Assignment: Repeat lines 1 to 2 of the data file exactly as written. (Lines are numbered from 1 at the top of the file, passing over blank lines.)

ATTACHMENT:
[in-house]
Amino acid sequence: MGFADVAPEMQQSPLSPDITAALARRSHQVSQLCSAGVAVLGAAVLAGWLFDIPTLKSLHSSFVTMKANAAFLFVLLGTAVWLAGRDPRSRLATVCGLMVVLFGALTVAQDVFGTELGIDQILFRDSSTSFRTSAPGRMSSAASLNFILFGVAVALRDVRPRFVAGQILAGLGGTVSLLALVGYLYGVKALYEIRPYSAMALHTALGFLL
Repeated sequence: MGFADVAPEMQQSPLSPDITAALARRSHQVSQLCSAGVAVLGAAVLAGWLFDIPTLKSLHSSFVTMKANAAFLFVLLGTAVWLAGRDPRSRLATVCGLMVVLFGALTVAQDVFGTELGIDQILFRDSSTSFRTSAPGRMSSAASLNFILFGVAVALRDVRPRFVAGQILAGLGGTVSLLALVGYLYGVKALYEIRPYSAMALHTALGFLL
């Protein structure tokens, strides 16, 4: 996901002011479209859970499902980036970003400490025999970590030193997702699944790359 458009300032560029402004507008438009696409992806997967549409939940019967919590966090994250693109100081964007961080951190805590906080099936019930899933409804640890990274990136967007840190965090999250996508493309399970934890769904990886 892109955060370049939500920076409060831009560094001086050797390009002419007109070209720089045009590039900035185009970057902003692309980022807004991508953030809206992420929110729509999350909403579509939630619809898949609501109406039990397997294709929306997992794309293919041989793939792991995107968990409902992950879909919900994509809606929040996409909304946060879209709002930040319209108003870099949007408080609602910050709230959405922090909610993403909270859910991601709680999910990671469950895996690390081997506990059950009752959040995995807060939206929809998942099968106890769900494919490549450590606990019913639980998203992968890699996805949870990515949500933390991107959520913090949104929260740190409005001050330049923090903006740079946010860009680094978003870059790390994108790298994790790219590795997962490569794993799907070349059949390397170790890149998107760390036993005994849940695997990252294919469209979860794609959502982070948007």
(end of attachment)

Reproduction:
[in-house]
Amino acid sequence: MGFADVAPEMQQSPLSPDITAALARRSHQVSQLCSAGVAVLGAAVLAGWLFDIPTLKSLHSSFVTMKANAAFLFVLLGTAVWLAGRDPRSRLATVCGLMVVLFGALTVAQDVFGTELGIDQILFRDSSTSFRTSAPGRMSSAASLNFILFGVAVALRDVRPRFVAGQILAGLGGTVSLLALVGYLYGVKALYEIRPYSAMALHTALGFLL